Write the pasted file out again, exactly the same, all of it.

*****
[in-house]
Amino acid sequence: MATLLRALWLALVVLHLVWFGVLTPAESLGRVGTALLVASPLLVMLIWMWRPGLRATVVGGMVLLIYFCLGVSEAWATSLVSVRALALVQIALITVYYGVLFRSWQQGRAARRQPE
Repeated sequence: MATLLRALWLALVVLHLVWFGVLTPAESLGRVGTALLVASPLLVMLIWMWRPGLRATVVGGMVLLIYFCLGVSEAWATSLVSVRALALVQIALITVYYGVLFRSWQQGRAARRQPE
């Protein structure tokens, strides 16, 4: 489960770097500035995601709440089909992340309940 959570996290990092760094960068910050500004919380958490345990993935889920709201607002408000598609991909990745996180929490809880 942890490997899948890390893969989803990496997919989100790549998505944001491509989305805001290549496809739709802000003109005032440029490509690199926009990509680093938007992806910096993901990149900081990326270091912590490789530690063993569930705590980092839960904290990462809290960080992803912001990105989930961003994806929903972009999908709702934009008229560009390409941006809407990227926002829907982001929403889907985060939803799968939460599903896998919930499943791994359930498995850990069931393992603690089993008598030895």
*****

[in-house]
Amino acid sequence: MATLLRALWLALVVLHLVWFGVLTPAESLGRVGTALLVASPLLVMLIWMWRPGLRATVVGGMVLLIYFCLGVSEAWATSLVSVRALALVQIALITVYYGVLFRSWQQGRAARRQPE
Repeated sequence: MATLLRALWLALVVLHLVWFGVLTPAESLGRVGTALLVASPLLVMLIWMWRPGLRATVVGGMVLLIYFCLGVSEAWATSLVSVRALALVQIALITVYYGVLFRSWQQGRAARRQPE
């Protein structure tokens, strides 16, 4: 489960770097500035995601709440089909992340309940 959570996290990092760094960068910050500004919380958490345990993935889920709201607002408000598609991909990745996180929490809880 942890490997899948890390893969989803990496997919989100790549998505944001491509989305805001290549496809739709802000003109005032440029490509690199926009990509680093938007992806910096993901990149900081990326270091912590490789530690063993569930705590980092839960904290990462809290960080992803912001990105989930961003994806929903972009999908709702934009008229560009390409941006809407990227926002829907982001929403889907985060939803799968939460599903896998919930499943791994359930498995850990069931393992603690089993008598030895």